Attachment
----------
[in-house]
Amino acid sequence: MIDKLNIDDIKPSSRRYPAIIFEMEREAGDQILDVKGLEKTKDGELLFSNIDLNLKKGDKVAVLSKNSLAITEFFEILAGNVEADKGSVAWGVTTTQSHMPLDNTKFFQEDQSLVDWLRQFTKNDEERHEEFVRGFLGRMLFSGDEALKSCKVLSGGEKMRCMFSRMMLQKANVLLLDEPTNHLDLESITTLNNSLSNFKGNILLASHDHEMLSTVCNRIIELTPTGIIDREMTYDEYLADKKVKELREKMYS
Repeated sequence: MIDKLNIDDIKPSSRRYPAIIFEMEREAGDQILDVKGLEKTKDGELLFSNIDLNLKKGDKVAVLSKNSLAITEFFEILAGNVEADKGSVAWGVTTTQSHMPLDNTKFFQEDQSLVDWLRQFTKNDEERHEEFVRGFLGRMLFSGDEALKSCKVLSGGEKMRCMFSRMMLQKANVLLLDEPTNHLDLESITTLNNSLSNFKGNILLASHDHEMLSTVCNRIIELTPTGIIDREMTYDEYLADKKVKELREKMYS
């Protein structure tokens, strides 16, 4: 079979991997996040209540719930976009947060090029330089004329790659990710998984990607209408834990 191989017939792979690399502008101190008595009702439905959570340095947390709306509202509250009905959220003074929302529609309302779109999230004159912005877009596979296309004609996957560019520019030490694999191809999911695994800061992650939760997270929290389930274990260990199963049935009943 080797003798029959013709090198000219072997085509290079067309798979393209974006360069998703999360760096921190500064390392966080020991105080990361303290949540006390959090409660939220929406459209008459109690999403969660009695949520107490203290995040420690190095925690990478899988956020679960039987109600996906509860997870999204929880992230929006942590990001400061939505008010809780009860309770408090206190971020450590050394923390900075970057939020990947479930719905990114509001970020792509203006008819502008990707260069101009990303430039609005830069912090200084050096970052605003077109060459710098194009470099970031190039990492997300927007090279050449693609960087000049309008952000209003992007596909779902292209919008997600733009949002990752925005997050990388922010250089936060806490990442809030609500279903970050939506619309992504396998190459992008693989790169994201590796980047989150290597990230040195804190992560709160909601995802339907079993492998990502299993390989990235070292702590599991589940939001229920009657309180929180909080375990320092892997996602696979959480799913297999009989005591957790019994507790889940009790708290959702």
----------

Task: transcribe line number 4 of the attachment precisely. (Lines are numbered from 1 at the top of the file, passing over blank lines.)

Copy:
């Protein structure tokens, strides 16, 4: 079979991997996040209540719930976009947060090029330089004329790659990710998984990607209408834990 191989017939792979690399502008101190008595009702439905959570340095947390709306509202509250009905959220003074929302529609309302779109999230004159912005877009596979296309004609996957560019520019030490694999191809999911695994800061992650939760997270929290389930274990260990199963049935009943 080797003798029959013709090198000219072997085509290079067309798979393209974006360069998703999360760096921190500064390392966080020991105080990361303290949540006390959090409660939220929406459209008459109690999403969660009695949520107490203290995040420690190095925690990478899988956020679960039987109600996906509860997870999204929880992230929006942590990001400061939505008010809780009860309770408090206190971020450590050394923390900075970057939020990947479930719905990114509001970020792509203006008819502008990707260069101009990303430039609005830069912090200084050096970052605003077109060459710098194009470099970031190039990492997300927007090279050449693609960087000049309008952000209003992007596909779902292209919008997600733009949002990752925005997050990388922010250089936060806490990442809030609500279903970050939506619309992504396998190459992008693989790169994201590796980047989150290597990230040195804190992560709160909601995802339907079993492998990502299993390989990235070292702590599991589940939001229920009657309180929180909080375990320092892997996602696979959480799913297999009989005591957790019994507790889940009790708290959702």